Although the first member is illustrated as moving relative to the second member, one skilled in the art will recognize that the second member 62 could move while the first member remains stationary. Likewise, both the first and second members can move in opposite directions to vary the position of the impedance means with respect to the wiper. It will also be recognized that the roller could be secured to either one of the first and second members when the impedance means is secured to the other of these members.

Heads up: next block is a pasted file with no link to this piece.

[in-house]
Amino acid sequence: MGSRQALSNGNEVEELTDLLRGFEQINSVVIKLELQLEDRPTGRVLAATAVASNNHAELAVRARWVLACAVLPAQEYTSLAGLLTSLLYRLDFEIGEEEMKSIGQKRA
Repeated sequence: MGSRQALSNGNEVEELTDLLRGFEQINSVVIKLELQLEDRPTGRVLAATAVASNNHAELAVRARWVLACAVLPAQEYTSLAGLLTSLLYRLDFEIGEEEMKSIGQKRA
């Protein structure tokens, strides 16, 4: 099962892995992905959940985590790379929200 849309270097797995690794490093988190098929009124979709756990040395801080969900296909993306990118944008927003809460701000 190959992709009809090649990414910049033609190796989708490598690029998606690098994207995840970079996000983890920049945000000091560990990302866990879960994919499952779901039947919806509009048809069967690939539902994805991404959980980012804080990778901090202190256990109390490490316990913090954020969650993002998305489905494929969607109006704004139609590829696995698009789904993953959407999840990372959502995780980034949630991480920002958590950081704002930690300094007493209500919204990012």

The rotor 30' is modified in the FIG. 8 embodiment to include a series of outwardly extending projections or stub teeth 76. The stub teeth are disposed on the periphery of the rotor to achieve a particular "feel" or to selectively find various points in the full range of rotor mevement. Likewise, the parallel, sliding arrangement of FIG. 7 is modified in FIG. 9 to incorporate stub teeth 76'. Once again, the stub teeth facilitate ease of positioning the wiper at preselected points along the impedance means. These preselected points coincide with certain impedance values or switching points. In a similar manner, the periphery of the elastomeric wiper can be provided with one or a series of longitudinally extending ridges or projections parallel to the central axis of the generally cylindrical wiper. The ridges (not shown) would thereby provide a similar "feel" to find various points in the full range of rotor movement comparable to the stub teeth utilized in the FIGS. 8 and 9 embodiments.